COMPLEX DECISIONS tend to be infrequent and require the consideration of complex technical and scientific information. Often, a great deal is riding on coming to the right decision. For example, where to site a new wind energy facility and investing in climate adaptation initiatives are both complex decisions. Decisionsupporting methodology for complex decisions breaks them down into more manageable steps and aims to overcome built-in biases and errors.

Fundamentally, there are two types of decision support, outlined in Table 2, that apply to different types of decisions.

Active decision support includes tools that help overcome our natural limitations— to arrive at a decision that reflects prioritized needs—or that help us thoroughly consider a range of competing objectives and stakeholder perspectives. When we use active decision support, we often are working against our natural decisionmaking tendencies.


Passive decision support, on the other hand, aims to take advantage of our natural inclinations to steer us toward a particular outcome, such as a more socially or environmentally responsible one.

UNIVERSITY OF MICHIGAN | Erb Institute | Business for Sustainability

Decision-Making for the Triple Bottom Line

Table 2.


For Routine Decisions Intervention

What It Is


Why It Works


Publicly commit to performing a sustainable behavior in the future.

“Idle free” campaigns in logistics, in which private, commercial and municipal drivers publicly pledge to turn off engines when stationary.

Public commitment enhances positive feedback for sustainable behavior and provides for negative feedback if the commitment isn’t met.


Make a sustainable behavior the default (more obvious) choice.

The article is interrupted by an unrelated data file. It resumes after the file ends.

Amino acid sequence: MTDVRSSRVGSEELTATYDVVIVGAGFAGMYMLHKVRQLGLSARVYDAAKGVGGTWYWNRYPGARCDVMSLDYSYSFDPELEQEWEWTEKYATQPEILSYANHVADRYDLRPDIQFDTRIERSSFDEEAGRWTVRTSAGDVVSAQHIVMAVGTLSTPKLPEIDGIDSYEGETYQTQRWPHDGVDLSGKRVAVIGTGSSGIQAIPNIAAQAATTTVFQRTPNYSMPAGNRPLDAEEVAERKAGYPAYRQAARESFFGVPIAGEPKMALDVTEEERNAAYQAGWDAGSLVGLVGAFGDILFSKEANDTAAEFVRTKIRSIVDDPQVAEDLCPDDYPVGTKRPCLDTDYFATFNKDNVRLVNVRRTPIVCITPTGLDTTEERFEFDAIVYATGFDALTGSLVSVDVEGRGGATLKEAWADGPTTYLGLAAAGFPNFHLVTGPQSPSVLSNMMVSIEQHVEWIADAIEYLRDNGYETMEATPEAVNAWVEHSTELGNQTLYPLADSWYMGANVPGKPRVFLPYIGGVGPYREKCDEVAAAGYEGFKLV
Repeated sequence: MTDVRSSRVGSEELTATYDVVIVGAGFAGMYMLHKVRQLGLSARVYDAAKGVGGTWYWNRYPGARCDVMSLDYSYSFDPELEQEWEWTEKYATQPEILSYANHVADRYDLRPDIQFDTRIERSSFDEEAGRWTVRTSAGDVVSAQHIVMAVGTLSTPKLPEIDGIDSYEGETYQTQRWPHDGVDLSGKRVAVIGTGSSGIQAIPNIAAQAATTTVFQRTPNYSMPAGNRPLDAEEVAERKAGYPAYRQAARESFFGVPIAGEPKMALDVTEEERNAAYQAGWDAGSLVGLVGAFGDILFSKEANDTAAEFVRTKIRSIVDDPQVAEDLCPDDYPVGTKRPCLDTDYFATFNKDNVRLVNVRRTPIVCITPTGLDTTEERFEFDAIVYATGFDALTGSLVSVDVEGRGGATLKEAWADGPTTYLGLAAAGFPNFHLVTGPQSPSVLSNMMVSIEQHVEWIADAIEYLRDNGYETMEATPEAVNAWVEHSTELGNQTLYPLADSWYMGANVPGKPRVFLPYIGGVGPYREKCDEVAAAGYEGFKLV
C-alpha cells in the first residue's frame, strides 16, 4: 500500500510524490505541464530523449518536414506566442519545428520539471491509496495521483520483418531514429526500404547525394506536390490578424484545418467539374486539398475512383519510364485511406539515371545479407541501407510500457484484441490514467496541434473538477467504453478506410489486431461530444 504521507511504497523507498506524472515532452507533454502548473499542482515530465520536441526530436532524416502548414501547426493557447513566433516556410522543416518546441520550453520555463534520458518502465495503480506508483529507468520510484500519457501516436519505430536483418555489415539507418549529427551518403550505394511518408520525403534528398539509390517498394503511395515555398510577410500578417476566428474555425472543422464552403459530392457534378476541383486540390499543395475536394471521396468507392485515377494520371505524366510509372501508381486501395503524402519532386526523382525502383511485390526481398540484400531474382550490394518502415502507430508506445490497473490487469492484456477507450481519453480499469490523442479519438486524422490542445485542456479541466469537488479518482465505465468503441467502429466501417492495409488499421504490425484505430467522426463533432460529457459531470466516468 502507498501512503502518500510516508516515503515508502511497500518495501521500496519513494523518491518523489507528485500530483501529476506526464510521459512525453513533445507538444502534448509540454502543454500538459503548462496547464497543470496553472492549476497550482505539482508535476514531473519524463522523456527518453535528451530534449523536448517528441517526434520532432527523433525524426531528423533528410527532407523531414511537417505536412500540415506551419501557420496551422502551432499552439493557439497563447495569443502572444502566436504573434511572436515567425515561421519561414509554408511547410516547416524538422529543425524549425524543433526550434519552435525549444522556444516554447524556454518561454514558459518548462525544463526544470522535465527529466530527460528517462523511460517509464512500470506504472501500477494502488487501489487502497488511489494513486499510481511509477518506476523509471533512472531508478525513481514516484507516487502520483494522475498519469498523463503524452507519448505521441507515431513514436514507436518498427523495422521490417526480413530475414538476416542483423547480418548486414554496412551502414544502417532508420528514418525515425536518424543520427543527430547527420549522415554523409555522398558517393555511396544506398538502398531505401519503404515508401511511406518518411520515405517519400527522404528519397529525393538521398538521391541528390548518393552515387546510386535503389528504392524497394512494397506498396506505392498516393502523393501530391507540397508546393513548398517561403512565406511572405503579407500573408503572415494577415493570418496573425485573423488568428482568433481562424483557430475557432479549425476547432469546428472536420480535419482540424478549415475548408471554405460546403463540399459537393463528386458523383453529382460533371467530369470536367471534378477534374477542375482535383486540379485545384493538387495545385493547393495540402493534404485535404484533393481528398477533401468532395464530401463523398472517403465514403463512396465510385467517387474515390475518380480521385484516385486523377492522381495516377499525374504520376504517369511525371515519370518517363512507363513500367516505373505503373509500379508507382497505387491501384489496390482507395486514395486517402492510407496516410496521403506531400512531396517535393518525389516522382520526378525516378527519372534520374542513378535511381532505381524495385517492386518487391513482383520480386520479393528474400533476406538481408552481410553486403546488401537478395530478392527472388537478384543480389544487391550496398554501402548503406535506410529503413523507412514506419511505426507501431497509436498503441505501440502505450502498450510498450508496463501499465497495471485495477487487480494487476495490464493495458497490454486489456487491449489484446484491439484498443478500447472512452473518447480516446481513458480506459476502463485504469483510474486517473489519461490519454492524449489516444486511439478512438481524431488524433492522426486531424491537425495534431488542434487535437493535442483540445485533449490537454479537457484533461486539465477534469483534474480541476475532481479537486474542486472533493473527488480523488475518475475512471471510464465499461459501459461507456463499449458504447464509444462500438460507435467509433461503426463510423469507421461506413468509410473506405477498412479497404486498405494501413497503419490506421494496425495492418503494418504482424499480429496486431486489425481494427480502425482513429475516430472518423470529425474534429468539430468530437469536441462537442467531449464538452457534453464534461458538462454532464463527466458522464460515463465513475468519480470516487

Energy efficiency initiatives that require participants to opt out are more effective.

Defaults and opt-out programs build on the power of the status quo and our aversion to losses.


Provide verbal, written or digital feedback (preferably in real time) on behavior outcomes.

In-home digital displays provide real-time feedback on electricity usage and can even be appliance specific.

Feedback makes long-term costs tangible and relevant now; it enhances the “good feeling” of meeting sustainability goals.

Goal setting

Set an expected level of performance or compliance for a sustainable behavior.

Office-based efficiency and waste reduction efforts begin with a goal or target.

This improves the meaning of feedback by providing a benchmark against which to judge progress.

For Complex Decisions Intervention

What It Is


Why It Works

Structured decision-making (SDM)

Diagnose the problem with stakeholder input; break down the decision into manageable steps; make a decision based on the alternative that performs best against decision criteria; solicit broad input at all stages; use a facilitator to guide process.

A utility company uses SDM to find constructive and sustainable solutions to competing river use demands.

Decisions are seen as an opportunity to clearly identify objectives, include diverse perspectives and deal with difficult tradeoffs. This avoids solutions that are attractive only because they are obvious or easy or because “it’s the way we’ve always done it.”

Multiple-criteria decision analysis (MCDA)

Set decision criteria, weight them and enter criteria into a a computer program that calculates an overall score for each alternative.

A municipal authority uses MCDA to decide among various solid-waste management options, including the siting of new facilities.

This reduces complex, diverse considerations about options into a single score; decision options are ranked according to score; the decision-maker chooses the option with the highest score.



CHOOSING DECISION-SUPPORT TECHNIQUES To choose a support technique, a manager should consider:

Is the decision routine or complex?

What are the characteristics of the decision and context that you must address?

Which interventions are most likely to help you get to a more sustainable outcome?

Here’s a flowchart that can help you understand the process for choosing a particular decision-support technique:

• Loss avoidance, shortcuts, “wants” vs. “shoulds”

Predictable Biases Exist